Lisa Nilsson is probably the only Swedish artist ever on whom the epithet "soul diva" hasn't felt totally misplaced. The label has been lasting, but is actually only true about one period of her career, the most successful one. After first getting known as a rock singer in the '80s, she released a couple of slick pop-soul albums in the early '90s, containing songs written by even slicker Mauro Scocco, and scored a major hit with "Himlen Runt Hörnet." Her late '90s and early 2000s albums have been less soul-influenced, if still very ballad heavy, and have often verged on adult contemporary.
Lisa Nilsson first became known, if to a very limited amount, after appearing on national television. More publicity came after she participated in the Swedish qualifications for the European Song Contest in 1989. She didn't win but got to record the single "Aquarius 1999" together with the Russian singer Igor Nikolajev, and they also played together in Moscow. The same year, Nilsson's debut album was released, containing songs by Richard Marx, Paul Anka, and others. Indestructible, released in 1990, marked the beginning of her soul period, and the critics drew parallels between her and both Mariah Carey and Whitney Houston.
Real success came in 1992 with her third album, Himlen Runt Hörnet. Nilsson now sang in Swedish and the combination of Swedish lyrics, all written by Mauro Scocco, and slick pop-soul proved irresistible. The title track was a major hit in Sweden and Denmark, and the following single, "Varje Gång Jag Ser Dig," was almost as successful, if not as lasting. The Swedish lyrics prevented an international career though, and Nilsson tried to solve that problem by releasing an English version of Himlen Runt Hörnet, called Ticket to Heaven. The response was lukewarm, however, and the English lyrics didn't match the originals.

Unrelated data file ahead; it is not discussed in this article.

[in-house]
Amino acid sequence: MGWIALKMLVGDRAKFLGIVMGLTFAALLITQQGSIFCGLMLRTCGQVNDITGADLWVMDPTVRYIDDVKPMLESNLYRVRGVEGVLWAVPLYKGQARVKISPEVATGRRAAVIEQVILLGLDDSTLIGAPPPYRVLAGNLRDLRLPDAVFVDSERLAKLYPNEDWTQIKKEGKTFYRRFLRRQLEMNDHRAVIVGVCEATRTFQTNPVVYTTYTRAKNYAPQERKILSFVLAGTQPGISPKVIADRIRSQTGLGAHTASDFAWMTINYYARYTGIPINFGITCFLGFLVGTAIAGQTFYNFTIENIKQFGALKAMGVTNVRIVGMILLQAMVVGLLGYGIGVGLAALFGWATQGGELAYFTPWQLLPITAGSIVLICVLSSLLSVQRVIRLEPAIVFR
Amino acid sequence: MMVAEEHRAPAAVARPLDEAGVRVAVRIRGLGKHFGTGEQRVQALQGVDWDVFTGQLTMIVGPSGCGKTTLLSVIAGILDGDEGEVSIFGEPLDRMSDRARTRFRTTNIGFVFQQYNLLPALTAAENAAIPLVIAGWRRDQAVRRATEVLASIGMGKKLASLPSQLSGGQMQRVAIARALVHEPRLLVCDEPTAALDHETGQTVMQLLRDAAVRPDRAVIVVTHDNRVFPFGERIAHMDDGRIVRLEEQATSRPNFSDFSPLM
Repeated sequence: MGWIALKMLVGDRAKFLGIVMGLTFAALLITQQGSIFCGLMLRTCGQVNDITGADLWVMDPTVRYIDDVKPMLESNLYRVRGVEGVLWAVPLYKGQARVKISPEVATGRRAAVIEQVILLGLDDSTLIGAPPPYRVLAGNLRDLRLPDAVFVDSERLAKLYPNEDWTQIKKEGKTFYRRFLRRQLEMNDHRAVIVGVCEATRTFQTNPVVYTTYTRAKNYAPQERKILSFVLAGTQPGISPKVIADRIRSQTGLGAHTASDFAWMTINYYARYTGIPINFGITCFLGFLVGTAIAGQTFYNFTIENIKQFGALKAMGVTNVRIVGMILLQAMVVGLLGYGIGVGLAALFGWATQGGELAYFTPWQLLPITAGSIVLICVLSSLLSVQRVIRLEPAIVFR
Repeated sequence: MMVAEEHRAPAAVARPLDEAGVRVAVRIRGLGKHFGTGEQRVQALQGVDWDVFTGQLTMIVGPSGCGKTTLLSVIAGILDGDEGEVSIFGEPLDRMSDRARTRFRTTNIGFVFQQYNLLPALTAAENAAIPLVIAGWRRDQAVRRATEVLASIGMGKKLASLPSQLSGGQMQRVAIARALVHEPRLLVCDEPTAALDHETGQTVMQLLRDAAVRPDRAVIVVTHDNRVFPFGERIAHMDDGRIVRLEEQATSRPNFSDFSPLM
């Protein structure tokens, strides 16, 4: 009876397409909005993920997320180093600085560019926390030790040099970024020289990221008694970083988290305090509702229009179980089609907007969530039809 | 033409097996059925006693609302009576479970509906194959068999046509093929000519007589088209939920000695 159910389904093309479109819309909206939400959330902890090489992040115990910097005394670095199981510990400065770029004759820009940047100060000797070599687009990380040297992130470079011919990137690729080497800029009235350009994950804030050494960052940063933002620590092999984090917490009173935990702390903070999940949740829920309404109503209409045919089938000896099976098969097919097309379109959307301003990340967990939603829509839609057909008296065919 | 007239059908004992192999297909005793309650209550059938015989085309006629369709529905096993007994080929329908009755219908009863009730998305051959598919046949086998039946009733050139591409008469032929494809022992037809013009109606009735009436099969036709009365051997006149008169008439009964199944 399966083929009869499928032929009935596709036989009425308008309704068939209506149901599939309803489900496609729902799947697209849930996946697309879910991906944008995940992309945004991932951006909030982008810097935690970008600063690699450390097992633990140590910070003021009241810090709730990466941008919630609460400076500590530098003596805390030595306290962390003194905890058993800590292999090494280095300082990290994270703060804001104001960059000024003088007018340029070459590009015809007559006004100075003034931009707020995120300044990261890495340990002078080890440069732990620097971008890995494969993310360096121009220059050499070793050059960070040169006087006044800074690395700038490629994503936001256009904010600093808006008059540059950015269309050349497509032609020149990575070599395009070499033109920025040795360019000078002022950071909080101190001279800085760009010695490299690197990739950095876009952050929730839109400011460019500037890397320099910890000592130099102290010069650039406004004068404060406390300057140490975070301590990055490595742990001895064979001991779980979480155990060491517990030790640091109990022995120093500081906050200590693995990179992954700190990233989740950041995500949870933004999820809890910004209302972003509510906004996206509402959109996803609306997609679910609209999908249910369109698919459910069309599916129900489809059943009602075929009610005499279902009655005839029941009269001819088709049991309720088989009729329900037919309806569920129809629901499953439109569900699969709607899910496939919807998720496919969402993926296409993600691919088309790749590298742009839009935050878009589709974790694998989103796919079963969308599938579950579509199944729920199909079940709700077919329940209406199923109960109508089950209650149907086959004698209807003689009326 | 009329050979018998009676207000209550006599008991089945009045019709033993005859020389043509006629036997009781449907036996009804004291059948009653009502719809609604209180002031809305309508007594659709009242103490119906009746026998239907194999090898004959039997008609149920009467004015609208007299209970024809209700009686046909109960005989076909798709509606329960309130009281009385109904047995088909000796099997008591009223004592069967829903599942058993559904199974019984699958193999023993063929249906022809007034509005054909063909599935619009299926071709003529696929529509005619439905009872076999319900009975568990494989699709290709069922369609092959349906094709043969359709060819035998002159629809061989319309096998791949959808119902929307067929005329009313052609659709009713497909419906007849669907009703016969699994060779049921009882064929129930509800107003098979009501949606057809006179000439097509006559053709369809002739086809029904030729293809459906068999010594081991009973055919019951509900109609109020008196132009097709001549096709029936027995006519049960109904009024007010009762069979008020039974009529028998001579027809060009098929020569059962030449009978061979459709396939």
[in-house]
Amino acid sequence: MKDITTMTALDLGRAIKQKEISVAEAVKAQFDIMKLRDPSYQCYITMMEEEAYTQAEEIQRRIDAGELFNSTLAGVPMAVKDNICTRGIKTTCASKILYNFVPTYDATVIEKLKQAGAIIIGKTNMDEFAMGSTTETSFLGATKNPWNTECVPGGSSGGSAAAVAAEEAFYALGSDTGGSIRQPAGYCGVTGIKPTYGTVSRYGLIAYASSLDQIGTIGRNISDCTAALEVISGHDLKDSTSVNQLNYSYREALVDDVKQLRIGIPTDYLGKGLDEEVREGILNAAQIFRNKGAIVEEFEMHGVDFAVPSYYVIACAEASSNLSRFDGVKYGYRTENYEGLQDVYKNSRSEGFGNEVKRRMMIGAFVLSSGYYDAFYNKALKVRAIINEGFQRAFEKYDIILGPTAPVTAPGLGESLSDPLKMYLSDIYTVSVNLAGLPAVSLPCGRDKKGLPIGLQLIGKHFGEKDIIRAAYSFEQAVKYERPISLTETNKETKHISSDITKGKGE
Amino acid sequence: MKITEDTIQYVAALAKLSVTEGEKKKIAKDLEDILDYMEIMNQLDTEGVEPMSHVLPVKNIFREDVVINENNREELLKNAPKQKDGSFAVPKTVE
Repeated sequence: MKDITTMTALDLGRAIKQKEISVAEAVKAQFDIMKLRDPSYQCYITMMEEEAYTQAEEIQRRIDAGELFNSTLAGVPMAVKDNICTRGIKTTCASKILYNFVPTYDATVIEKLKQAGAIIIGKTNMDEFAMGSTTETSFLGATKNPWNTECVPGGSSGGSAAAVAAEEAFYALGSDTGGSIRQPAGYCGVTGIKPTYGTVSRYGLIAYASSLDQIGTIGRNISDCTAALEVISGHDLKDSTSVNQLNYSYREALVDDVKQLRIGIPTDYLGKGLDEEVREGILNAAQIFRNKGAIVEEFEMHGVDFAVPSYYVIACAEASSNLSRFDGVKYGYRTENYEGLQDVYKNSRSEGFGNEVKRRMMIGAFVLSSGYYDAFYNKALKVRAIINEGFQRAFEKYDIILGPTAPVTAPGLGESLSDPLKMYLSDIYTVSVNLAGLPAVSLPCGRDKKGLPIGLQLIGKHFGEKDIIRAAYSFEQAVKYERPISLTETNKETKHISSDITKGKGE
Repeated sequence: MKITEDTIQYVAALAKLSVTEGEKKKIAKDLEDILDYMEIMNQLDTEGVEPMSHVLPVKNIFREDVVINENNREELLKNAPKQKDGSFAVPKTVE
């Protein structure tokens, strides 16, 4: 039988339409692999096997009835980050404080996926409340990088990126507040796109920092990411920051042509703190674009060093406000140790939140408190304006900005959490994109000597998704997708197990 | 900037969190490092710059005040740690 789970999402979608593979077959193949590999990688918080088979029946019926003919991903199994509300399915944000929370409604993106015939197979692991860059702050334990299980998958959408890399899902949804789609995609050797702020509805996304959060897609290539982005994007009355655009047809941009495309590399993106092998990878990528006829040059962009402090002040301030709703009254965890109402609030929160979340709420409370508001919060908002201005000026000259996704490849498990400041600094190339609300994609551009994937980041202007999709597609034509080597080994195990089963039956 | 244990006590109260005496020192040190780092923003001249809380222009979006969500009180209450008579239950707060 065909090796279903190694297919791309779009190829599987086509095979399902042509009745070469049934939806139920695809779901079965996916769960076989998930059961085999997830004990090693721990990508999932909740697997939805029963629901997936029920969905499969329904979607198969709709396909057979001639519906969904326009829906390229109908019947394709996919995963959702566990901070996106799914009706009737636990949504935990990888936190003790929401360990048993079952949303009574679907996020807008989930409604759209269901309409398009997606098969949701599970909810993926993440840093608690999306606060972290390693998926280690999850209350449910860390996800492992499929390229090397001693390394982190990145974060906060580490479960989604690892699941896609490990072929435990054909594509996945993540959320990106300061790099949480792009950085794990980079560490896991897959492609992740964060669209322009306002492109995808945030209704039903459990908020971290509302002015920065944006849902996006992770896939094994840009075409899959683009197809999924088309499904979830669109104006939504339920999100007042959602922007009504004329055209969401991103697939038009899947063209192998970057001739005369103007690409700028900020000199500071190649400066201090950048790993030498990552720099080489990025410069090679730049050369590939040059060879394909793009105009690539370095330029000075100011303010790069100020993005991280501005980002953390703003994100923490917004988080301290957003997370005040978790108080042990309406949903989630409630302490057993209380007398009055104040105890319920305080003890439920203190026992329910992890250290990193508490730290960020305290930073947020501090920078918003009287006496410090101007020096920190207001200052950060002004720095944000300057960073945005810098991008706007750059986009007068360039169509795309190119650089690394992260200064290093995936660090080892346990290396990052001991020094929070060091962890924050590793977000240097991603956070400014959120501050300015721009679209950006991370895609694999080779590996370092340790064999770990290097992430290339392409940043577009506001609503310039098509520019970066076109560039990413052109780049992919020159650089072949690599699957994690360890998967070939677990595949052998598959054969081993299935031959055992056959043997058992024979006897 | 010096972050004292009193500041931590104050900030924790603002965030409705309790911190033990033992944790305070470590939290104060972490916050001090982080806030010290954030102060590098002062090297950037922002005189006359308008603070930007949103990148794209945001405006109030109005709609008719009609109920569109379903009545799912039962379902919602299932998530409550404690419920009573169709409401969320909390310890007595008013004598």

After three years of touring and promoting, Nilsson released Till Morelia in 1995. This was a more emotional album than Himlen Runt Hörnet and sold well, but lacked big hits. Taking another long break, Nilsson returned in 2000 with Viva. This time she had written most of the lyrics and the music herself, taking help from her husband. The album was a step further away from the pop-soul that had made her famous, and was ballad-heavy, cosy, emotional, and seemingly directed to a more mature audience. The following album, for which Nilsson again wrote the songs herself, continued this development. ~ Lars Lovén, Rovi